Justice Alito Delivers Politically-Charged Speech On Covid, LGBTQ Rights | Ayman Mohyeldin | MSNBC

Justice Alito Delivers Politically-Charged Speech On Covid, LGBTQ Rights | Ayman Mohyeldin | MSNBC 1

 

MSNBC’s Ari Melber breaks down comments Supreme Court Justice Samuel Alito made to the Federalist Society that involved Covid-19 lockdown restrictions and the status of same-sex marriage rights. Aired on 11/13/2020.
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Justice Alito Delivers Politically-Charged Speech On Covid, LGBTQ Rights | Ayman Mohyeldin | MSNBC

70 Comments on "Justice Alito Delivers Politically-Charged Speech On Covid, LGBTQ Rights | Ayman Mohyeldin | MSNBC"

  1. This is a great argument for term limits.

  2. Jan Willem v.d. Gronden | November 13, 2020 at 5:10 PM | Reply

    where was he when his buddies implemented the patriot act?

    exactly…

  3. What about seat belt laws? What about helmet laws? These were brought on to save insurance companies money with saving lives as secondary game. How many more lives to be saved by such a simple action like wearing a mask not to mention the Savings in healthcare dollars or buffering the economical impact.

  4. Ari Melber is on point, as usual, and Alito is a political hack as always.

  5. Lawrence Sullivan | November 13, 2020 at 5:34 PM | Reply

    how is free speech being harmed by COVID restrictions? btw: people who die from COVID have no speech.

  6. Do you mean, like the right to decide what to do your body or who to love?

  7. It is shameful that such a partisan character ever made it to the supreme court.

    He makes Cavanagh look like an angel.

  8. It bothers me, how easily organized religion can take issues of our society and turn them into assaults on their religious rights. Seems like they’re desperate to be the victim.

    • @A Writer I’m sorry, but that doesn’t answer the question at all as I agree everyone has the same rights. So you have freedom of religion as much as I do, but what does that entail?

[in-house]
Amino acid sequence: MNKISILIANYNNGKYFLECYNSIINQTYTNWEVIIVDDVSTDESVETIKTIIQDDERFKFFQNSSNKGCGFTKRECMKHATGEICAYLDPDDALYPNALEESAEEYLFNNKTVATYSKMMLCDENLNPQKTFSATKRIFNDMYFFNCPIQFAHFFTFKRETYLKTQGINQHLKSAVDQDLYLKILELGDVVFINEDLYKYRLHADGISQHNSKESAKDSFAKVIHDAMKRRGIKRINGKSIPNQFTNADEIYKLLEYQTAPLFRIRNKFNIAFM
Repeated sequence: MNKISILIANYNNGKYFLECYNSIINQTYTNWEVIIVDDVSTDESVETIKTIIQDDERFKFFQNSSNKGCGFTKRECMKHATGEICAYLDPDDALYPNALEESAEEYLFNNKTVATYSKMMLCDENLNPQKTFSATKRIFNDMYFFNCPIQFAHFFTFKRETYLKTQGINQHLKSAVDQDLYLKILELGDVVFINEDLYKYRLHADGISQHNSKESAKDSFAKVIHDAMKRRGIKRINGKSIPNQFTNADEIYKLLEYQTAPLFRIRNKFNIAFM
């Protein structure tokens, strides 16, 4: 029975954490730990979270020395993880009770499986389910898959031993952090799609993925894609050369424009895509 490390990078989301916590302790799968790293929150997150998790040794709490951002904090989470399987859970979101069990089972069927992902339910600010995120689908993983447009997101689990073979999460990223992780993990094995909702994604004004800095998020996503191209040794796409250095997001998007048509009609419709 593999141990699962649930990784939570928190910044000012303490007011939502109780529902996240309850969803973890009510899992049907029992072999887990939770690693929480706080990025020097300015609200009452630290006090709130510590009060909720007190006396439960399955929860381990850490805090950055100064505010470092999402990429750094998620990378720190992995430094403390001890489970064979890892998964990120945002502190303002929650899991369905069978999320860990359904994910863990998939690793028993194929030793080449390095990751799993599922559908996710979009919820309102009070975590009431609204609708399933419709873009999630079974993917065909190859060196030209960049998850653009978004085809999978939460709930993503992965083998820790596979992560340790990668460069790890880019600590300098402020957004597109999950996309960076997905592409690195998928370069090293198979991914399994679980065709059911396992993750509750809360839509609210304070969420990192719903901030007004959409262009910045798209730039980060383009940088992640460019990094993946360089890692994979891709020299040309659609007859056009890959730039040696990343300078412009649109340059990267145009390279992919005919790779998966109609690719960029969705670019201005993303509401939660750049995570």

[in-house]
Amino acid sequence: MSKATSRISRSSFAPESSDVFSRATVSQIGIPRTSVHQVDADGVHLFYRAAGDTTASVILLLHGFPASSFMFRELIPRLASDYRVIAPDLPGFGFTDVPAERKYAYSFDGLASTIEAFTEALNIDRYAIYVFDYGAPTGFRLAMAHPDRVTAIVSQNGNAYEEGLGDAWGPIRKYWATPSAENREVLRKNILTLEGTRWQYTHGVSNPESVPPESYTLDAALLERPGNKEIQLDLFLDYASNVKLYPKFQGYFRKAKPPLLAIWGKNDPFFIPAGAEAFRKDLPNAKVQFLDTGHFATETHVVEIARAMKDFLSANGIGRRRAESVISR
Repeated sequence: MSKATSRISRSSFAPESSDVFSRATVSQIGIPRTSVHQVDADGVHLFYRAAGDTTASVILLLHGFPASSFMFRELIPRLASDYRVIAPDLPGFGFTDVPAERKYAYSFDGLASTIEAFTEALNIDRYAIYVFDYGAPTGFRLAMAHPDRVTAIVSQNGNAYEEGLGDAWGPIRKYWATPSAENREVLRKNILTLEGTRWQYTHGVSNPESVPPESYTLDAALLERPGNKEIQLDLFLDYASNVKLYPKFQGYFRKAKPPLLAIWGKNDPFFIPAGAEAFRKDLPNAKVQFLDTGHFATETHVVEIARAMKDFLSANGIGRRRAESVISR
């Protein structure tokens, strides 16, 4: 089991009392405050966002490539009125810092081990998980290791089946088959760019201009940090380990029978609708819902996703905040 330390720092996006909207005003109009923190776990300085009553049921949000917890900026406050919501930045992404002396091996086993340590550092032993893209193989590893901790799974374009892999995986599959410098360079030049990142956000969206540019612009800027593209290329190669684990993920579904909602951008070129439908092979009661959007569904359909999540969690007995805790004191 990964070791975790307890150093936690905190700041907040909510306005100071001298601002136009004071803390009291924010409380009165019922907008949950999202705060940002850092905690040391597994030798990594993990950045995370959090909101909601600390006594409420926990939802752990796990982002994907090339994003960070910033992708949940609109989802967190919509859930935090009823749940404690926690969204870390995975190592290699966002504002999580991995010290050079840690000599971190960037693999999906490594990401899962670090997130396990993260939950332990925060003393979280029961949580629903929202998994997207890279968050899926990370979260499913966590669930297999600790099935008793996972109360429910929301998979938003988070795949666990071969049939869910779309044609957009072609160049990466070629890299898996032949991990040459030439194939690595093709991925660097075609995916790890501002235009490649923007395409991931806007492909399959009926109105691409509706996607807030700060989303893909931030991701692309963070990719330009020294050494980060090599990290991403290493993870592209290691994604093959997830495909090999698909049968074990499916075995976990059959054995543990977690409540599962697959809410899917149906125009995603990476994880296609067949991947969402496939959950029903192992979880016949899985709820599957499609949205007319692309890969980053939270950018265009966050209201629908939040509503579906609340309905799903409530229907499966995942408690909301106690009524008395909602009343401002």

• @Metroid 1402 The right to form and practice the religion of their choice.

    • @4336aaa Thanks for the response! So if their beliefs are discriminatory and bigoted, should they be able to practice those parts?

    • @Metroid 1402 Generally speaking, I would say yes. But I would not like to be on the receiving end of those beliefs. and I would hope they were sensitive enough to know that not everybody practices their beliefs.

    • @4336aaa I totally get that, and I appreciate the sincere response!

  9. Ask Alito if I can smoke in his office. It’s my right to choose to take that cancer risk.

  10. Republicans are outstanding at going backwards.

  11. Astonishingly poor judgment from a U.S. Supreme Court justice.

  12. If he’s so concerned about giving up freedoms, where was Supreme Court when during 9/11 Bush introduced a wholesale onslaught on privacy and rights ?

    • @Str8 Street if masks are unconstitutional but for people’s safety, why aren’t people getting in line to do that? If Supreme Court thinks they should limit the things he spoke of in his speech then limit them all. It’s either right or it’s wrong. Don’t just pick and choose what you want to limit if the concept is the same for all.

    • @Robert Rodgers yeah let’s characterize one group of people as being the ones with basic human characteristics. That’s not hypocritical in itself…

    • @D B maybe it’s a little bit of the fact that these institutional changes are being made in the matter of 6 months, and by regulation not the passage of law.

    • ohyeshttps://youtu.be/zFJ2AN_CZH8

    • @D B The Supreme Court does not legislate closing your eyes to these things does not mean they need to change them not their position, when & if these things do come before them they will rule according to Constitutional Law, not political ideology. The Constitution does not allow the government to rule our health or what we wear it does not matter what the reason is, We The People consent to be governed by just men it’s not mandated by the government when they become unjust in their rulings We The People do not have to consent. Laws are legislated not mandated like these governors and mayors are doing, they get passed in the House then the Senate than the President sign it into law nationally, or the Governor for state law none of that has happened with masks or any pandemic responses.